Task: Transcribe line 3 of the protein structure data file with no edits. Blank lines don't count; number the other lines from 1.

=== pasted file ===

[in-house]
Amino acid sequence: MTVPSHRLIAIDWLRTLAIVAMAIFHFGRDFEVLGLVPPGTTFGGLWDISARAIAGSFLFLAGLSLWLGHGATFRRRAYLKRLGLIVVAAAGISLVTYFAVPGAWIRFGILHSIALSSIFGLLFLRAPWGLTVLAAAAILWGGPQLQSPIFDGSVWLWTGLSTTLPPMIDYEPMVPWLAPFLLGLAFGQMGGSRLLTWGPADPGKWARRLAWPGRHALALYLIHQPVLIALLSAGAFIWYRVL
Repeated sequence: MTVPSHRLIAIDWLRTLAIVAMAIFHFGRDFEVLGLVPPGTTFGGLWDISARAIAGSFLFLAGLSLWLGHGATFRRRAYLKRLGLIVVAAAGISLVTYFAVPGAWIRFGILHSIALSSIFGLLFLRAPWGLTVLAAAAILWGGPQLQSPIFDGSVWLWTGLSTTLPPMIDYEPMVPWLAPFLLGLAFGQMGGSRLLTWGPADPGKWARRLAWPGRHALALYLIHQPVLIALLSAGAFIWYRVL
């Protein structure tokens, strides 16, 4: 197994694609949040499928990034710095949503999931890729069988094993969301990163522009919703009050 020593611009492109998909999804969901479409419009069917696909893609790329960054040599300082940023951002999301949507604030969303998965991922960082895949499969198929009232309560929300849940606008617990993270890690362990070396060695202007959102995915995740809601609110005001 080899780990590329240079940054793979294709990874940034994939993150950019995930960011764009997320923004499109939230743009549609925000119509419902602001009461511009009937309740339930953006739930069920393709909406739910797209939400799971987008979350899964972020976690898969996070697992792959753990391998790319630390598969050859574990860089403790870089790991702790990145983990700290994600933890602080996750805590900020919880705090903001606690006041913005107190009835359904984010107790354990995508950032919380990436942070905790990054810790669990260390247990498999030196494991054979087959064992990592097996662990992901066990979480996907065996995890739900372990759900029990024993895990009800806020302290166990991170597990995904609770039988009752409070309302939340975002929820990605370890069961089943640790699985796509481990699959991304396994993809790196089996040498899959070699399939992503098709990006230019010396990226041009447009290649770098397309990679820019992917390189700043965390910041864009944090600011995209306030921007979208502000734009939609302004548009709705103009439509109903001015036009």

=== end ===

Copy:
Repeated sequence: MTVPSHRLIAIDWLRTLAIVAMAIFHFGRDFEVLGLVPPGTTFGGLWDISARAIAGSFLFLAGLSLWLGHGATFRRRAYLKRLGLIVVAAAGISLVTYFAVPGAWIRFGILHSIALSSIFGLLFLRAPWGLTVLAAAAILWGGPQLQSPIFDGSVWLWTGLSTTLPPMIDYEPMVPWLAPFLLGLAFGQMGGSRLLTWGPADPGKWARRLAWPGRHALALYLIHQPVLIALLSAGAFIWYRVL